Tuesday, March 17, 2009

TV and Lent

About 35 years ago I was watching Firing Line, William F. Buckley's TV show. He was interviewing Malcolm Muggeridge, who at some point said, "you know, every important thing I've learned I learned by suffering," or words to that effect. I was about 15 years old, and thought that was a dumb thing to say. Old British twit. I had learned plenty and was not a sufferer by any means. But it was such an intriguing concept that I retained it, even though I didn't understand it....which makes a good motto: remember now, understand later. It would sound better in Latin. Or French.

Anyway, I was raised on TV. Not that I watched some insane amount of it, but it was a normal part of life. But after having kids of my own I began to worry that the quantity & quality of cable fare was more problematic than the programming content of my childhood, both for me and the kids. Not that I did anything about it.

Then about 13 years ago, our pastor, Fr. Day, suggested at Mass that we parishioners consider giving up TV for Lent. I'd considered it before....and passed. But that year while driving home, my Fabulous Wife and I decided we'd try it, cold turkey. The kids were maybe 4 or 5 years old; they were not consulted.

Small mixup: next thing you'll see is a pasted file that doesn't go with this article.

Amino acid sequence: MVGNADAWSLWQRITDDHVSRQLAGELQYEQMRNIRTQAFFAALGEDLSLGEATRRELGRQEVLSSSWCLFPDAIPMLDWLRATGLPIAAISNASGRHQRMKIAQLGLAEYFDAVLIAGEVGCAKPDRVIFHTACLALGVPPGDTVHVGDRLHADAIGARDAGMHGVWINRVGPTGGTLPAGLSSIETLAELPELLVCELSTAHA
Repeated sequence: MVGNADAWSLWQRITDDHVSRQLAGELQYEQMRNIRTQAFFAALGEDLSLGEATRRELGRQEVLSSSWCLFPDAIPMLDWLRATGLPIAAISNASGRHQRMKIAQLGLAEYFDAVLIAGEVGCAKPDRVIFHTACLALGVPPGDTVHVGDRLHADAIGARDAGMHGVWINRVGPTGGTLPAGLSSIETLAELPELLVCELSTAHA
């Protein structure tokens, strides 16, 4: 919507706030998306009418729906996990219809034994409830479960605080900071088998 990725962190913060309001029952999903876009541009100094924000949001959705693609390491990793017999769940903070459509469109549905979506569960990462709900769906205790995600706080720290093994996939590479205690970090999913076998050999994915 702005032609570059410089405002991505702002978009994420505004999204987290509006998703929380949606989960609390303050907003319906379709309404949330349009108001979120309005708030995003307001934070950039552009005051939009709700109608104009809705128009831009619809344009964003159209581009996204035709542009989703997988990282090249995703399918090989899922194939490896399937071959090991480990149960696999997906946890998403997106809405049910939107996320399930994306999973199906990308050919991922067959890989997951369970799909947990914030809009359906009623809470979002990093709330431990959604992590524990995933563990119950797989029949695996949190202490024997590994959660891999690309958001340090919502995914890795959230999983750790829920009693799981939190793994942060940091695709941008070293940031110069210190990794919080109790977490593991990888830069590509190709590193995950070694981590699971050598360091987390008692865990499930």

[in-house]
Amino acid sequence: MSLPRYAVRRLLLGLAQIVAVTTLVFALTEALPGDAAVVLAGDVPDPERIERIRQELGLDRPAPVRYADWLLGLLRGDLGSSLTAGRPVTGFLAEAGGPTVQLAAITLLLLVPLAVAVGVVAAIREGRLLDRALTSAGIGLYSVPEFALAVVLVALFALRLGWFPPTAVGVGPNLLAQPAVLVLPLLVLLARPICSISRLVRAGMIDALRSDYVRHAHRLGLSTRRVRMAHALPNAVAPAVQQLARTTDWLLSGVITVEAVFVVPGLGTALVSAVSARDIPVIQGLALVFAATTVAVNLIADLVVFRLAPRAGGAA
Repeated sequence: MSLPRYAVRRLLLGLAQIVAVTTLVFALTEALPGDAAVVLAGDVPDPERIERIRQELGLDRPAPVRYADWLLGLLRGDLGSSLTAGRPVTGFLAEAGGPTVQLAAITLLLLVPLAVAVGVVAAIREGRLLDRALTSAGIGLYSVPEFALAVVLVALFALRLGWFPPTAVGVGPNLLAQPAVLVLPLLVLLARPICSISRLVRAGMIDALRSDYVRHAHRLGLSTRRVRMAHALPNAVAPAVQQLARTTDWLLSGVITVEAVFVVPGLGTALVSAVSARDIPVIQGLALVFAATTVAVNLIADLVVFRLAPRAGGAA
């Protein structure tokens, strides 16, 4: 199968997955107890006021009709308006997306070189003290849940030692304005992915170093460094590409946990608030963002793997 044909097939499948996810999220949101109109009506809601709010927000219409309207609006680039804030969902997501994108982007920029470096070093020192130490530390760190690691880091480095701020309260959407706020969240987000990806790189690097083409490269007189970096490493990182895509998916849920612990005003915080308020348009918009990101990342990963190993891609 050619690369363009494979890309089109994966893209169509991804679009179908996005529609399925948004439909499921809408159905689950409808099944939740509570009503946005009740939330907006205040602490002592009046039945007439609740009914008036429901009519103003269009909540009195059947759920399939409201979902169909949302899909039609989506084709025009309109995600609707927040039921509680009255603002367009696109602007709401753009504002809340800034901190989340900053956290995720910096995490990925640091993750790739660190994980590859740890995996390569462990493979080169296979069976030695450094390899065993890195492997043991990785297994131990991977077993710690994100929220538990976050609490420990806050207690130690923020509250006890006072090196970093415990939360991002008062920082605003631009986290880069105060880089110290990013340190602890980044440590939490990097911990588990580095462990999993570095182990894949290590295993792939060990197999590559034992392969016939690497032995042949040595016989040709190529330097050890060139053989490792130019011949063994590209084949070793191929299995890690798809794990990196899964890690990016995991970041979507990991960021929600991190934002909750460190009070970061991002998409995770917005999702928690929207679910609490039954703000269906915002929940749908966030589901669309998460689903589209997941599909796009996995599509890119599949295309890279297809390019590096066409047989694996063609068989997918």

The next day, Monday, I returned the converter box. The cable company rep asked me what was wrong with the cable box? Nothing, we're just giving up TV for Lent. A couple of people thought that was incredible, asked about the thinking behind it. I pointed out we hadn't actually missed any TV yet, and it might not work out.

Monday was awful. So was Tuesday. But by Sunday, we were adjusting. Within 2 weeks, we were acclimated. Easter Sunday rolled around, and we and the kids decided to just leave the TV off indefinitely.

Now, years later, life is good. We adults watch DVDs late in the evening, which is controllable and requires effort. The kids can do the same on the weekends, but they usually don't. The house is quiet, a refuge. Family dinner conversation often extends beyond the meal. The kids turned out just fine. For being teenagers, they are surprisingly unmaterialistic.

And the credit goes to the Church, whose institutional memory knows the value of sacrifice, and suffering (not that this was all that painful, but that's part of the point, like giving blood: actually donating it is easier than anticipating donating it). And of course, we learned from this experience, although at the start all we expected was to suffer, not to learn; certainly not to to learn we could be happier by giving up something that we liked. And in the bigger picture I learned to pay closer attention to what the Church teaches, even if (especially if) it's something I don't much want to do.

Smart Church...she knew this would happen.

Muggeridge, too. Smart Brit twit.